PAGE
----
Why late foals can spring to stardom
Chris McGrath looks at the champions who were born in April and May
Vexed by that mare in the far paddock? Look at that belly of hers, swaying indolently as she ambles on, grazing her fill - and all your other mares so vividly earning their keep, many presented to their next partners while still in foaling heat.
By the time this one is ready for another cover, it will nearly be midsummer. She may, in fact, have to go fallow for a year. In that case, she won’t be short of company next Valentine’s Day - that much you can promise her.
Well, not so fast. In 1960, around this time, the Windfields brains trust had a dilemma over Natalma. She either needed surgery, on a chipped knee, to have a chance of racing again - or could be rushed into a late cover by the farm’s new sire. They kicked it around and, in the words of Joe Thomas, eventually decided: “Oh, what the hell, why don’t we breed her to Nearctic and if she gets in foal, okay; and if she doesn’t, then maybe we’ll try to get her back.”
It was almost the end of June before they could get her up to Canada. But fortunately Nearctic was proving very fertile, and promptly produced the silver bullet. On May 27, 1961, Natalma delivered Northern Dancer himself.
If that is rather an extreme example, it is certainly striking how many great horses have been foaled into the best of spring sunshine and pasture. The accompanying panel gives just a flavour, by no means exhaustive, of the litany of champions born in April and May.
STILL WANT A JANUARY FOAL?
Man O’ War - 29 March
Secretariat - 30 March
Galileo - 30 March
A.P. Indy - 31 March
Zarkava - 31 March
Zenyatta - 1 April
Kelso - 4 April
Montjeu - 4 April
Bold Ruler - 6 April
Dr Fager - 6 April
Round Table - 6 April
Sea The Stars - 6 April
Arrogate - 11 April
Citation - 11 April
Sadler’s Wells - 11 April
Green Desert - 16 April
Ruffian - 17 April
Cigar - 18 April
Lochsong - 26 April
Personal Ensign - 27 April
Forego - 30 April
War Admiral - 2 May
Nureyev - 2 May
Dancing Brave - 11 May
Seabiscuit - May 23
Northern Dancer - May 27
As such, it is hard to resist a charge of undue literalism against all those breeders who persist in seeking an advantage of precocity and maturity in foals delivered as close to January 1 - the clerical birthday allotted all northern hemisphere thoroughbreds - as they dare.
Commercial breeders, addicted to speed and precocity, might protest that many in the the table achieved fame as mature, “two-turn” horses. Yet Northern Dancer is by no means the only horse to have won the Kentucky Derby - the ultimate streetfight, contested by natural-born runners with plenty of seasoning - before his actual third birthday. Others are Lucky Debonair (May 2); Mine That Bird (May 10); Cannonade (May 12); Spend A Buck (May 15); Thunder Gulch (May 23); and Exterminator (May 30). Mucho Macho Man, albeit he only reached full bloom in the Breeders’ Cup Classic at five, was born as late as 15 June and still managed third.
Those same commercial diehards, moreover, might also note that Dark Angel himself - whose brilliant success at stud, after retiring at two, has since fostered such a multitude of sins - was actually an April foal; or that both Mayson and Acclamation were born on May 16.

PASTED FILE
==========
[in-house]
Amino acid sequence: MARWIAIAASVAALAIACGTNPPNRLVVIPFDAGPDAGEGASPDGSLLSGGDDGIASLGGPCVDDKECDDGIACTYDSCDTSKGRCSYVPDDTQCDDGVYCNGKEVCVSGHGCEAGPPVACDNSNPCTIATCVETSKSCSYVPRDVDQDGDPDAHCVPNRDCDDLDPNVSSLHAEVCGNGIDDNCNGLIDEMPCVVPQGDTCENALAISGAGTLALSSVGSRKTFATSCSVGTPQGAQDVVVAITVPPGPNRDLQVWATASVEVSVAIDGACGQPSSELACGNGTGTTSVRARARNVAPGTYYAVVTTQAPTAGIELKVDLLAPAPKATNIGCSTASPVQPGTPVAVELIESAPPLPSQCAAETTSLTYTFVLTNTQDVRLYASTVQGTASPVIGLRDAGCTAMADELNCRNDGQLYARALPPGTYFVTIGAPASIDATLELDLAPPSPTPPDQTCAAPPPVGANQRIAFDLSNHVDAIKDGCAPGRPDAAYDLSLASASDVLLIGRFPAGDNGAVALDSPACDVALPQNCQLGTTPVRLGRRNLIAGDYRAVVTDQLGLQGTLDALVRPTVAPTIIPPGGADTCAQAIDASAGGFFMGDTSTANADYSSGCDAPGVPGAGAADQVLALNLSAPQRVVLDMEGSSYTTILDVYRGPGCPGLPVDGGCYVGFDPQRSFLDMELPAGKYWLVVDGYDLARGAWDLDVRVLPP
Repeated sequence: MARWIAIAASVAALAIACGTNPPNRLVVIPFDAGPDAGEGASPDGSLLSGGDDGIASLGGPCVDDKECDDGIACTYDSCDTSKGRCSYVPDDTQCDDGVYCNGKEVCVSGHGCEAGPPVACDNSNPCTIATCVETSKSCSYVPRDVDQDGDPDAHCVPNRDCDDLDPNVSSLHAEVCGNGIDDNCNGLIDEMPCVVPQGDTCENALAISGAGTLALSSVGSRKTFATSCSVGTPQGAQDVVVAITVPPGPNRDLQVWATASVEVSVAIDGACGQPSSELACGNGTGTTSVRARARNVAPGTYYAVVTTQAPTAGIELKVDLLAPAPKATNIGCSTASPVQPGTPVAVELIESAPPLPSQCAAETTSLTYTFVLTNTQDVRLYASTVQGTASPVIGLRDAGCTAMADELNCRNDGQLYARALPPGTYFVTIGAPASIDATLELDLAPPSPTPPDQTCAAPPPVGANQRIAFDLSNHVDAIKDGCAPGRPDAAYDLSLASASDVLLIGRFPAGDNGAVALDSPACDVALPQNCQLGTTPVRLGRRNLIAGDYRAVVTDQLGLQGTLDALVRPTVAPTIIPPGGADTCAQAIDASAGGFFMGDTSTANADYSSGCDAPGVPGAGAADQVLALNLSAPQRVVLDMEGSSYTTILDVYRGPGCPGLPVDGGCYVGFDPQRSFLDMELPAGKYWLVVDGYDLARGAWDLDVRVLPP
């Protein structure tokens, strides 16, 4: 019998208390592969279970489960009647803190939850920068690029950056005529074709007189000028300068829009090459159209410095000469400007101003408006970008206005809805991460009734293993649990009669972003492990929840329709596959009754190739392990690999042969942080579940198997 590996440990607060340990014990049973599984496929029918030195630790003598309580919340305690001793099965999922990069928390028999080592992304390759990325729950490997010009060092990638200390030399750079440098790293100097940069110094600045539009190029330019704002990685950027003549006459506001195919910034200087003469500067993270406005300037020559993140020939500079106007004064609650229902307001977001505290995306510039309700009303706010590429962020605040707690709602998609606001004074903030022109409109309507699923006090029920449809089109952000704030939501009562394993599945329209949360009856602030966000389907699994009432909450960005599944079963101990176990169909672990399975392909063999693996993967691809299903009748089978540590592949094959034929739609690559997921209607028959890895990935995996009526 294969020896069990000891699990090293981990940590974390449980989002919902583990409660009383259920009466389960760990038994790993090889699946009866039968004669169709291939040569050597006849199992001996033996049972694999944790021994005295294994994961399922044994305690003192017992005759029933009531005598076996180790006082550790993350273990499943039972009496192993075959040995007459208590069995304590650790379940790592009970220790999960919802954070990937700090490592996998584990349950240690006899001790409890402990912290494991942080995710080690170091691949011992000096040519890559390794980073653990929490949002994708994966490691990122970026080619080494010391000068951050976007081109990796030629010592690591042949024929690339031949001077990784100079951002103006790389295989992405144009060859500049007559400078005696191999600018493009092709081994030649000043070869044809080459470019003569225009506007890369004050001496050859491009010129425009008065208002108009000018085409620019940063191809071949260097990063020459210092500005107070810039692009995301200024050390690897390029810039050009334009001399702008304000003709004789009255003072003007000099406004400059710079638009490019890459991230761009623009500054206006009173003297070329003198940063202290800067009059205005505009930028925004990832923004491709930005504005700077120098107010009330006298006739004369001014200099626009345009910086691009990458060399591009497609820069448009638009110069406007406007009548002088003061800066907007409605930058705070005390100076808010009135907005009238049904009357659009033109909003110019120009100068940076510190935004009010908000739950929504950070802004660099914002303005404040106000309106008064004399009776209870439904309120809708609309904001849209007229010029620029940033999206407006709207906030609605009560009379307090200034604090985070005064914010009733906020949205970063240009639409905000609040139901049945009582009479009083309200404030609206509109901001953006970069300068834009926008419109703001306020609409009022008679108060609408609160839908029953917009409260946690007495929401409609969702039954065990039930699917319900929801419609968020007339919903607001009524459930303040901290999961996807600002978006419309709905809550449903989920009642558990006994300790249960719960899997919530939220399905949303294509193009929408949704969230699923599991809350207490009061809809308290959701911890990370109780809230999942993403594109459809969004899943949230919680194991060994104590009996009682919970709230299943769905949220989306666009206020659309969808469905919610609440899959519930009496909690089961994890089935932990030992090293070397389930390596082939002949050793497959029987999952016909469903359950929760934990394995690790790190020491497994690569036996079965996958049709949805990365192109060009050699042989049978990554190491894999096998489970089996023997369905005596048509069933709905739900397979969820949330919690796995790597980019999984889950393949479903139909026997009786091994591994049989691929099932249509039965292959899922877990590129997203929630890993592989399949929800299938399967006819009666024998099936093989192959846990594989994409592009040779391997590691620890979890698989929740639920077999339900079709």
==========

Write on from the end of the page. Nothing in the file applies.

Yes, of course you find proportionately more big winners foaled in February and March. But that simply reflects the fact that so many more Flat-breds are born in those months. Unfortunately foaling data cannot be analysed coherently, because so many summer deliveries are bred with National Hunt careers in mind. Reviewing the Return of Mares, one typical crop by a successful commercial jumps sire comprised 37 born in January, February or March; 33 in April; and 58 in May, June or July. In a Flat sire of broadly equivalent standing, the numbers for the same periods were 71, 22 and seven.
Chatting the other day with Luke Lillingston of Mount Coote Stud, I asked whether he bought into the theory that earlier foals have a head start. “Not at all,” he said. “The foaling season used by Flat breeders is not the one intended by Nature. Grazing and weather are both so much better later in the spring, and yet people want to have horses turning our fields into a sea of mud in the middle of winter. We’ve a mare at home, Best Terms, who won the Queen Mary [in 2011] as a May 19 foal. And two other May foals won juvenile races at Ascot that year.”
Those were Bapak Chinta (May 16, Norfolk) and Frederick Engels (May 6, Windsor Castle). Recent Coventry winners Dawn Approach and War Command, meanwhile, were respectively born on April 23 and 27; though conceivably Air Force Blue, as a May foal, was still raw when runner-up in the same race. As it happens, the Racing Post last year analysed foaling-dates in all juvenile races at the royal meeting since 2000, but the percentage placed per foaling month essentially reflected the percentage of runners.
Maybe it is all just a self-fulfilling prophecy. Given the received wisdom, trainers will typically have it in their heads to press on with January foals. But they forget how these animals started life picking at thin grass through short, cold, wet days. As such, perhaps, their own prejudices may be no less benighted.